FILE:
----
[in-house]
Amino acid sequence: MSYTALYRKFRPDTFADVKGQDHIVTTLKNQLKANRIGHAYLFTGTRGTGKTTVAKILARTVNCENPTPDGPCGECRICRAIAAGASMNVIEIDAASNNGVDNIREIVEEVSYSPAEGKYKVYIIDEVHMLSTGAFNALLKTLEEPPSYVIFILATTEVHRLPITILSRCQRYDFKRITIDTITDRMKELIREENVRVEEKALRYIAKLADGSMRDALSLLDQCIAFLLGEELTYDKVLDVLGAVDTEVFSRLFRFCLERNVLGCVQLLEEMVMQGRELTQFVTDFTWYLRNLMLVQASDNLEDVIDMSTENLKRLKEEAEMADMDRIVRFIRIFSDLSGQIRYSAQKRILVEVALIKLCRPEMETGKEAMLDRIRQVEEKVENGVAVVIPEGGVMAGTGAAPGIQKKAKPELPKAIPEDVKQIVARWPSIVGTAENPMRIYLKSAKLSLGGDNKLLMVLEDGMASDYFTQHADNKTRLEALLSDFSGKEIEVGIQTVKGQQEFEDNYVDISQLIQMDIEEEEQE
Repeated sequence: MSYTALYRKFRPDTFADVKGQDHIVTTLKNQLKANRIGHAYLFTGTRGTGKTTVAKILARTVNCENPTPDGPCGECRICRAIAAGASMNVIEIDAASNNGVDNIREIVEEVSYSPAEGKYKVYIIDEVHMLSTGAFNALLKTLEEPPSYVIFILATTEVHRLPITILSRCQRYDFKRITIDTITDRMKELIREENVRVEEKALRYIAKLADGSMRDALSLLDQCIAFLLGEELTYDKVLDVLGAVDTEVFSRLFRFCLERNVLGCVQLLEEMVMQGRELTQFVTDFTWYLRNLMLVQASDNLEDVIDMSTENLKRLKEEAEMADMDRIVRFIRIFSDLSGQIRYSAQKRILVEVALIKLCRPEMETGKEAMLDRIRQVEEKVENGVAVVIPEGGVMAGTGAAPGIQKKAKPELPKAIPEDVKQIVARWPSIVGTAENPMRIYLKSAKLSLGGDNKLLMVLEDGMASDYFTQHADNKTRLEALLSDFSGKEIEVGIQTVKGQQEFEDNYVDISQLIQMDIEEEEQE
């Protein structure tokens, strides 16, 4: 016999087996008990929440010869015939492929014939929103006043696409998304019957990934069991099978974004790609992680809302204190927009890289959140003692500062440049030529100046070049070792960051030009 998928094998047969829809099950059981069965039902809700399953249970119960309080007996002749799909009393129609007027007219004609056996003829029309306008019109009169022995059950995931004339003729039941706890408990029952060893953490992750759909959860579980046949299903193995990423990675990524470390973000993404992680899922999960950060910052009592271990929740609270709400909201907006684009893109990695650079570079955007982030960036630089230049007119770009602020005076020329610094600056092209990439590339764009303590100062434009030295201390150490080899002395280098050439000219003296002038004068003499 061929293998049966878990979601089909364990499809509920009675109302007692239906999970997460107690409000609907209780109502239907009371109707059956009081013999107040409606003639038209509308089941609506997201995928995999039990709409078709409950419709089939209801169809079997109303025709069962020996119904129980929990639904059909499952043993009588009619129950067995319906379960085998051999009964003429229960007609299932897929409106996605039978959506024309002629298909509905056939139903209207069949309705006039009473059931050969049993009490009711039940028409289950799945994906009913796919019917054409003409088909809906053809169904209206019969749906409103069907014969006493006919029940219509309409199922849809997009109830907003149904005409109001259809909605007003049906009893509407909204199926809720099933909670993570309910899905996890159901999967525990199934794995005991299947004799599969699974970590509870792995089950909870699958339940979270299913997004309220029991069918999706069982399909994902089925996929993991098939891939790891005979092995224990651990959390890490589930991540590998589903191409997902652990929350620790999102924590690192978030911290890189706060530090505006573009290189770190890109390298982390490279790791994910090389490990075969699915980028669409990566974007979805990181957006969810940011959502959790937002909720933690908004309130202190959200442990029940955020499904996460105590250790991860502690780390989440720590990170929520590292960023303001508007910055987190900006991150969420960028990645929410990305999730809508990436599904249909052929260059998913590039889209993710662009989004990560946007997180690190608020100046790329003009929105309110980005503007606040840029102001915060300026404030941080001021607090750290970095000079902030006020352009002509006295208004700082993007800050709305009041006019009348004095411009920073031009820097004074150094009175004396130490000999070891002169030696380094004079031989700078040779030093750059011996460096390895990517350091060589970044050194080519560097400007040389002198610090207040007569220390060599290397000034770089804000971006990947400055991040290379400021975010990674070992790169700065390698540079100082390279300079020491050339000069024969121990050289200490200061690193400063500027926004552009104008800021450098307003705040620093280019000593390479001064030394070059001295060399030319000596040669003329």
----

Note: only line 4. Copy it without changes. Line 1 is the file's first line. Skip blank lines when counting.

């Protein structure tokens, strides 16, 4: 016999087996008990929440010869015939492929014939929103006043696409998304019957990934069991099978974004790609992680809302204190927009890289959140003692500062440049030529100046070049070792960051030009 998928094998047969829809099950059981069965039902809700399953249970119960309080007996002749799909009393129609007027007219004609056996003829029309306008019109009169022995059950995931004339003729039941706890408990029952060893953490992750759909959860579980046949299903193995990423990675990524470390973000993404992680899922999960950060910052009592271990929740609270709400909201907006684009893109990695650079570079955007982030960036630089230049007119770009602020005076020329610094600056092209990439590339764009303590100062434009030295201390150490080899002395280098050439000219003296002038004068003499 061929293998049966878990979601089909364990499809509920009675109302007692239906999970997460107690409000609907209780109502239907009371109707059956009081013999107040409606003639038209509308089941609506997201995928995999039990709409078709409950419709089939209801169809079997109303025709069962020996119904129980929990639904059909499952043993009588009619129950067995319906379960085998051999009964003429229960007609299932897929409106996605039978959506024309002629298909509905056939139903209207069949309705006039009473059931050969049993009490009711039940028409289950799945994906009913796919019917054409003409088909809906053809169904209206019969749906409103069907014969006493006919029940219509309409199922849809997009109830907003149904005409109001259809909605007003049906009893509407909204199926809720099933909670993570309910899905996890159901999967525990199934794995005991299947004799599969699974970590509870792995089950909870699958339940979270299913997004309220029991069918999706069982399909994902089925996929993991098939891939790891005979092995224990651990959390890490589930991540590998589903191409997902652990929350620790999102924590690192978030911290890189706060530090505006573009290189770190890109390298982390490279790791994910090389490990075969699915980028669409990566974007979805990181957006969810940011959502959790937002909720933690908004309130202190959200442990029940955020499904996460105590250790991860502690780390989440720590990170929520590292960023303001508007910055987190900006991150969420960028990645929410990305999730809508990436599904249909052929260059998913590039889209993710662009989004990560946007997180690190608020100046790329003009929105309110980005503007606040840029102001915060300026404030941080001021607090750290970095000079902030006020352009002509006295208004700082993007800050709305009041006019009348004095411009920073031009820097004074150094009175004396130490000999070891002169030696380094004079031989700078040779030093750059011996460096390895990517350091060589970044050194080519560097400007040389002198610090207040007569220390060599290397000034770089804000971006990947400055991040290379400021975010990674070992790169700065390698540079100082390279300079020491050339000069024969121990050289200490200061690193400063500027926004552009104008800021450098307003705040620093280019000593390479001064030394070059001295060399030319000596040669003329």